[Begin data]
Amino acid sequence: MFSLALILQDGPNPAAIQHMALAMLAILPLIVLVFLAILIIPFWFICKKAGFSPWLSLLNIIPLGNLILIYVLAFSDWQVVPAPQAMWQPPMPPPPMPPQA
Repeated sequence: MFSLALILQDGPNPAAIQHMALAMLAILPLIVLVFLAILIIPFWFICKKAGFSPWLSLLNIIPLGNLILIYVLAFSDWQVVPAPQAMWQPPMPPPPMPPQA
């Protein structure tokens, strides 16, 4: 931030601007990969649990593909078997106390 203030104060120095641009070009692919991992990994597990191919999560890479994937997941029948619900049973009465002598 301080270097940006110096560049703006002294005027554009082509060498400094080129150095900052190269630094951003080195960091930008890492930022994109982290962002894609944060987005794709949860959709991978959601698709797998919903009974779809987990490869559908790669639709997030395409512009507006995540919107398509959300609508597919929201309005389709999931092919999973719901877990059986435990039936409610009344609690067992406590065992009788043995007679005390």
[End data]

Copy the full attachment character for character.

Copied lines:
Amino acid sequence: MFSLALILQDGPNPAAIQHMALAMLAILPLIVLVFLAILIIPFWFICKKAGFSPWLSLLNIIPLGNLILIYVLAFSDWQVVPAPQAMWQPPMPPPPMPPQA
Repeated sequence: MFSLALILQDGPNPAAIQHMALAMLAILPLIVLVFLAILIIPFWFICKKAGFSPWLSLLNIIPLGNLILIYVLAFSDWQVVPAPQAMWQPPMPPPPMPPQA
């Protein structure tokens, strides 16, 4: 931030601007990969649990593909078997106390 203030104060120095641009070009692919991992990994597990191919999560890479994937997941029948619900049973009465002598 301080270097940006110096560049703006002294005027554009082509060498400094080129150095900052190269630094951003080195960091930008890492930022994109982290962002894609944060987005794709949860959709991978959601698709797998919903009974779809987990490869559908790669639709997030395409512009507006995540919107398509959300609508597919929201309005389709999931092919999973719901877990059986435990039936409610009344609690067992406590065992009788043995007679005390």